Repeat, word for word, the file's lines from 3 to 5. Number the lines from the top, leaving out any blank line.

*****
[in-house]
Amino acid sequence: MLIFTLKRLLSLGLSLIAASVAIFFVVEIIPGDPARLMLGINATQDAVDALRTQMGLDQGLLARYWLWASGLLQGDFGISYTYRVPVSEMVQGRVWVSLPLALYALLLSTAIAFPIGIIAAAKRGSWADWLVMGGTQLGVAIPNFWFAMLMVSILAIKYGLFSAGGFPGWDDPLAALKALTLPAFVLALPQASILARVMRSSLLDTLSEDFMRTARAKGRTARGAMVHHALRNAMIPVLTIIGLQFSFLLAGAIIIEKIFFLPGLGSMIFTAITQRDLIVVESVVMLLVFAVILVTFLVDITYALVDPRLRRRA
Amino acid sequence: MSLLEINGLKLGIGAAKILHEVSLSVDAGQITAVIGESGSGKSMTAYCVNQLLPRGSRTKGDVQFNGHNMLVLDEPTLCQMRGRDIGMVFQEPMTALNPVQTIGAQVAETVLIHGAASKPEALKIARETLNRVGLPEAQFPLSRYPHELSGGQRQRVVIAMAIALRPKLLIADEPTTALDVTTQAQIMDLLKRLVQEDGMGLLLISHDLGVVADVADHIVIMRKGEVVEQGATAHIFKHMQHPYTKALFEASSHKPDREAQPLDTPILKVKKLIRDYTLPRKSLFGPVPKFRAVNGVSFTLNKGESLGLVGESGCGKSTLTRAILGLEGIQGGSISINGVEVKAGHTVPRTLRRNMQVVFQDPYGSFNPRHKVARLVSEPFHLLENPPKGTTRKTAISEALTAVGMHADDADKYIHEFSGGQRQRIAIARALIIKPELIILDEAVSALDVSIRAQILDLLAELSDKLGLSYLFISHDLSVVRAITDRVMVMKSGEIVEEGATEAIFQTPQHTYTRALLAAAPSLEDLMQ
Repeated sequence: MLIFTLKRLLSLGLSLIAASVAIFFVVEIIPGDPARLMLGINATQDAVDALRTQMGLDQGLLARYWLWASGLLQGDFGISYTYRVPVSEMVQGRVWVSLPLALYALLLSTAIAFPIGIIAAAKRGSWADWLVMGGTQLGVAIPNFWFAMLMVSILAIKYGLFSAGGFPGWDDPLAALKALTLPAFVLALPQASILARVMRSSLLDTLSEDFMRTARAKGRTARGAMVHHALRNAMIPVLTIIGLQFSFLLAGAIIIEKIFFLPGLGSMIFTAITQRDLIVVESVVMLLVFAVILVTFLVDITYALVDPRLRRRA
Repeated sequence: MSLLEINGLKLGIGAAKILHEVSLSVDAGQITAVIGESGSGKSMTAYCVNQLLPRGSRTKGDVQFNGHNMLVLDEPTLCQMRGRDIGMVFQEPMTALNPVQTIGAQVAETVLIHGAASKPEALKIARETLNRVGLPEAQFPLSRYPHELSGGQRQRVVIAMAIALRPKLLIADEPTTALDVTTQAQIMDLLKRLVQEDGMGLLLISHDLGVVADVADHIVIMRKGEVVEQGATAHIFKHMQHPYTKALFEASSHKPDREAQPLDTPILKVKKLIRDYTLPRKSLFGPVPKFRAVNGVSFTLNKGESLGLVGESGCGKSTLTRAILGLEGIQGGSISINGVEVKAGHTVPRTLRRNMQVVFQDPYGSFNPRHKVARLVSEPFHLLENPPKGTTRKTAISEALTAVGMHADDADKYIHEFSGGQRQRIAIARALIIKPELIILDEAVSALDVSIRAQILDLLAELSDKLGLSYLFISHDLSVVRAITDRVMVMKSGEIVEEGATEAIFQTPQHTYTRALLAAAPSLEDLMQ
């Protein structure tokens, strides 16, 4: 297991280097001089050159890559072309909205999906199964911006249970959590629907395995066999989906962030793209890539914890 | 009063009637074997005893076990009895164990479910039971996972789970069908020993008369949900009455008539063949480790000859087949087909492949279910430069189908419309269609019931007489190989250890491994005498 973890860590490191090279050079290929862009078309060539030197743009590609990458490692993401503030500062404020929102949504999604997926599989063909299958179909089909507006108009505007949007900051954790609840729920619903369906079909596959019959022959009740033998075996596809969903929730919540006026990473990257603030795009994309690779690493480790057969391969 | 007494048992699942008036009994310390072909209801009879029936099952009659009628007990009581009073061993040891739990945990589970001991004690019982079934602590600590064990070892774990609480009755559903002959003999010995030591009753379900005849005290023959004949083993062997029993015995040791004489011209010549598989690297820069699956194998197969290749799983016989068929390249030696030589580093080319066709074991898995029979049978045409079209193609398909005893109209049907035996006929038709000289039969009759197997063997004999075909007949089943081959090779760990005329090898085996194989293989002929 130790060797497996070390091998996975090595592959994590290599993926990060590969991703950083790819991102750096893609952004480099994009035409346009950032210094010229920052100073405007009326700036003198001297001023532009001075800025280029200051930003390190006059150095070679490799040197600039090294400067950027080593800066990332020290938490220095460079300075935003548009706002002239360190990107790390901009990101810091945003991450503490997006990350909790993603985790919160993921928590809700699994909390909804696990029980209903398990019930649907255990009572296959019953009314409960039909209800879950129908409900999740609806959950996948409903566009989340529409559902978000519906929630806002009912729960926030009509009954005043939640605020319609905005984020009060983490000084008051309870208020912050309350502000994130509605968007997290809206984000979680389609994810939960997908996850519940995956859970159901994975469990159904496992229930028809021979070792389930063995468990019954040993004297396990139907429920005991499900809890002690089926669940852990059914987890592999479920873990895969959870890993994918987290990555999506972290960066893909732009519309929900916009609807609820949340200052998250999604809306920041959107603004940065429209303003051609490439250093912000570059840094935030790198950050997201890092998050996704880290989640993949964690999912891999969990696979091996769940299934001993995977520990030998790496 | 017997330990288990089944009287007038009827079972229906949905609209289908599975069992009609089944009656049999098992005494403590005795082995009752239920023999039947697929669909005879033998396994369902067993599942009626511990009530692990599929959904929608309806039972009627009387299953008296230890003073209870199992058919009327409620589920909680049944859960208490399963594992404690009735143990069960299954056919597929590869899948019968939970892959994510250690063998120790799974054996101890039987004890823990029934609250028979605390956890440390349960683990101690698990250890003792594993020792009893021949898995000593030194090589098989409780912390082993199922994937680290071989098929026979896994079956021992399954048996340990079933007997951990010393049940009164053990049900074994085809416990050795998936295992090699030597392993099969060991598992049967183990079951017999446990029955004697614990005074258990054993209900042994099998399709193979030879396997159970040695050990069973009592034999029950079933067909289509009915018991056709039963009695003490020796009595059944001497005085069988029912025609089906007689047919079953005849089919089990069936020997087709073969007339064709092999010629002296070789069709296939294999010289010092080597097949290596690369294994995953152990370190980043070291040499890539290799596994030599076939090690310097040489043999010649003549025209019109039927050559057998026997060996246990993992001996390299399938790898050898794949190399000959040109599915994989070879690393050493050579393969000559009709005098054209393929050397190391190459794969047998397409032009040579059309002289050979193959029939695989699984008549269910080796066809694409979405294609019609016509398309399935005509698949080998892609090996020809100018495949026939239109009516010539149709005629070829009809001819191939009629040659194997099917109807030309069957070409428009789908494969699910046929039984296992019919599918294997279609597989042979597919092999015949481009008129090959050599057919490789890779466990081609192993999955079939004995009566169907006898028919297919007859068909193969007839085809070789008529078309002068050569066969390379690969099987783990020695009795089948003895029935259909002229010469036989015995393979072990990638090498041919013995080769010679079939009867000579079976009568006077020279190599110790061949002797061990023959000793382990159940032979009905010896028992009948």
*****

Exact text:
Amino acid sequence: MSLLEINGLKLGIGAAKILHEVSLSVDAGQITAVIGESGSGKSMTAYCVNQLLPRGSRTKGDVQFNGHNMLVLDEPTLCQMRGRDIGMVFQEPMTALNPVQTIGAQVAETVLIHGAASKPEALKIARETLNRVGLPEAQFPLSRYPHELSGGQRQRVVIAMAIALRPKLLIADEPTTALDVTTQAQIMDLLKRLVQEDGMGLLLISHDLGVVADVADHIVIMRKGEVVEQGATAHIFKHMQHPYTKALFEASSHKPDREAQPLDTPILKVKKLIRDYTLPRKSLFGPVPKFRAVNGVSFTLNKGESLGLVGESGCGKSTLTRAILGLEGIQGGSISINGVEVKAGHTVPRTLRRNMQVVFQDPYGSFNPRHKVARLVSEPFHLLENPPKGTTRKTAISEALTAVGMHADDADKYIHEFSGGQRQRIAIARALIIKPELIILDEAVSALDVSIRAQILDLLAELSDKLGLSYLFISHDLSVVRAITDRVMVMKSGEIVEEGATEAIFQTPQHTYTRALLAAAPSLEDLMQ
Repeated sequence: MLIFTLKRLLSLGLSLIAASVAIFFVVEIIPGDPARLMLGINATQDAVDALRTQMGLDQGLLARYWLWASGLLQGDFGISYTYRVPVSEMVQGRVWVSLPLALYALLLSTAIAFPIGIIAAAKRGSWADWLVMGGTQLGVAIPNFWFAMLMVSILAIKYGLFSAGGFPGWDDPLAALKALTLPAFVLALPQASILARVMRSSLLDTLSEDFMRTARAKGRTARGAMVHHALRNAMIPVLTIIGLQFSFLLAGAIIIEKIFFLPGLGSMIFTAITQRDLIVVESVVMLLVFAVILVTFLVDITYALVDPRLRRRA
Repeated sequence: MSLLEINGLKLGIGAAKILHEVSLSVDAGQITAVIGESGSGKSMTAYCVNQLLPRGSRTKGDVQFNGHNMLVLDEPTLCQMRGRDIGMVFQEPMTALNPVQTIGAQVAETVLIHGAASKPEALKIARETLNRVGLPEAQFPLSRYPHELSGGQRQRVVIAMAIALRPKLLIADEPTTALDVTTQAQIMDLLKRLVQEDGMGLLLISHDLGVVADVADHIVIMRKGEVVEQGATAHIFKHMQHPYTKALFEASSHKPDREAQPLDTPILKVKKLIRDYTLPRKSLFGPVPKFRAVNGVSFTLNKGESLGLVGESGCGKSTLTRAILGLEGIQGGSISINGVEVKAGHTVPRTLRRNMQVVFQDPYGSFNPRHKVARLVSEPFHLLENPPKGTTRKTAISEALTAVGMHADDADKYIHEFSGGQRQRIAIARALIIKPELIILDEAVSALDVSIRAQILDLLAELSDKLGLSYLFISHDLSVVRAITDRVMVMKSGEIVEEGATEAIFQTPQHTYTRALLAAAPSLEDLMQ